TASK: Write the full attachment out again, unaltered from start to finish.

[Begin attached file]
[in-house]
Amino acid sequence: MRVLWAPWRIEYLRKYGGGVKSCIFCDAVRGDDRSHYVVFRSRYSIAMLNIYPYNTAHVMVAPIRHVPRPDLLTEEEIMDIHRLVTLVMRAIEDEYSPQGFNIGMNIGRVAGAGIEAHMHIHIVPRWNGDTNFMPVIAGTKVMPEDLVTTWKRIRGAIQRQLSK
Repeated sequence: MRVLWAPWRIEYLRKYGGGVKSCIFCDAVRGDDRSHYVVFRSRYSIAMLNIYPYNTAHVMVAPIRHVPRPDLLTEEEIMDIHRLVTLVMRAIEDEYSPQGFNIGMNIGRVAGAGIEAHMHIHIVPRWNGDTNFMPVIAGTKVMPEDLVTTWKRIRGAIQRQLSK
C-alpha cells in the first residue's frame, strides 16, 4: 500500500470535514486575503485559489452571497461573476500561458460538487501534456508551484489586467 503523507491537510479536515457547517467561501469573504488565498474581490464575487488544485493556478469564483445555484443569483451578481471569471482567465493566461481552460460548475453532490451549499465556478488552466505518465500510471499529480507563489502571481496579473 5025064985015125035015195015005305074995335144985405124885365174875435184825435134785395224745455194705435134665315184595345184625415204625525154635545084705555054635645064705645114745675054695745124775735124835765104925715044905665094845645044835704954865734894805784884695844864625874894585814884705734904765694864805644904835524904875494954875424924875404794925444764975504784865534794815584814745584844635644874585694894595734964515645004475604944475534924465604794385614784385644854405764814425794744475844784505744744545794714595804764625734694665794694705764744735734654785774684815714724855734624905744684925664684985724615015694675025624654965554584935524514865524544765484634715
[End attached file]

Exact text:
[in-house]
Amino acid sequence: MRVLWAPWRIEYLRKYGGGVKSCIFCDAVRGDDRSHYVVFRSRYSIAMLNIYPYNTAHVMVAPIRHVPRPDLLTEEEIMDIHRLVTLVMRAIEDEYSPQGFNIGMNIGRVAGAGIEAHMHIHIVPRWNGDTNFMPVIAGTKVMPEDLVTTWKRIRGAIQRQLSK
Repeated sequence: MRVLWAPWRIEYLRKYGGGVKSCIFCDAVRGDDRSHYVVFRSRYSIAMLNIYPYNTAHVMVAPIRHVPRPDLLTEEEIMDIHRLVTLVMRAIEDEYSPQGFNIGMNIGRVAGAGIEAHMHIHIVPRWNGDTNFMPVIAGTKVMPEDLVTTWKRIRGAIQRQLSK
C-alpha cells in the first residue's frame, strides 16, 4: 500500500470535514486575503485559489452571497461573476500561458460538487501534456508551484489586467 503523507491537510479536515457547517467561501469573504488565498474581490464575487488544485493556478469564483445555484443569483451578481471569471482567465493566461481552460460548475453532490451549499465556478488552466505518465500510471499529480507563489502571481496579473 5025064985015125035015195015005305074995335144985405124885365174875435184825435134785395224745455194705435134665315184595345184625415204625525154635545084705555054635645064705645114745675054695745124775735124835765104925715044905665094845645044835704954865734894805784884695844864625874894585814884705734904765694864805644904835524904875494954875424924875404794925444764975504784865534794815584814745584844635644874585694894595734964515645004475604944475534924465604794385614784385644854405764814425794744475844784505744744545794714595804764625734694665794694705764744735734654785774684815714724855734624905744684925664684985724615015694675025624654965554584935524514865524544765484634715